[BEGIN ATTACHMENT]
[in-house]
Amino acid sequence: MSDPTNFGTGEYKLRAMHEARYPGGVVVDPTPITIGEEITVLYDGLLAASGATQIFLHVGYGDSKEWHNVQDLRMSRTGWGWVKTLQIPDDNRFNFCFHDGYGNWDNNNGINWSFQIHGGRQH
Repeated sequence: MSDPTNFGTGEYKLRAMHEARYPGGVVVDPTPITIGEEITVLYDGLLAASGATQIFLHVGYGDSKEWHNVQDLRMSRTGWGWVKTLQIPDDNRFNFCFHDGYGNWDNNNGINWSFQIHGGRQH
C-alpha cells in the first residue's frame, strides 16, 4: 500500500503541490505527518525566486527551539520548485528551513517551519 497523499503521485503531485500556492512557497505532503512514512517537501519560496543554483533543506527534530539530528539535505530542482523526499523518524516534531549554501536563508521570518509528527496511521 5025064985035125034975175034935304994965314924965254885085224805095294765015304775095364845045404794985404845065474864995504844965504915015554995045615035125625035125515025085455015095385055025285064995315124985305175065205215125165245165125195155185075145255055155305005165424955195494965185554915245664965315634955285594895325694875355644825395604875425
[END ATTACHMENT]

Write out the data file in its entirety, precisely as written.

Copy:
[in-house]
Amino acid sequence: MSDPTNFGTGEYKLRAMHEARYPGGVVVDPTPITIGEEITVLYDGLLAASGATQIFLHVGYGDSKEWHNVQDLRMSRTGWGWVKTLQIPDDNRFNFCFHDGYGNWDNNNGINWSFQIHGGRQH
Repeated sequence: MSDPTNFGTGEYKLRAMHEARYPGGVVVDPTPITIGEEITVLYDGLLAASGATQIFLHVGYGDSKEWHNVQDLRMSRTGWGWVKTLQIPDDNRFNFCFHDGYGNWDNNNGINWSFQIHGGRQH
C-alpha cells in the first residue's frame, strides 16, 4: 500500500503541490505527518525566486527551539520548485528551513517551519 497523499503521485503531485500556492512557497505532503512514512517537501519560496543554483533543506527534530539530528539535505530542482523526499523518524516534531549554501536563508521570518509528527496511521 5025064985035125034975175034935304994965314924965254885085224805095294765015304775095364845045404794985404845065474864995504844965504915015554995045615035125625035125515025085455015095385055025285064995315124985305175065205215125165245165125195155185075145255055155305005165424955195494965185554915245664965315634955285594895325694875355644825395604875425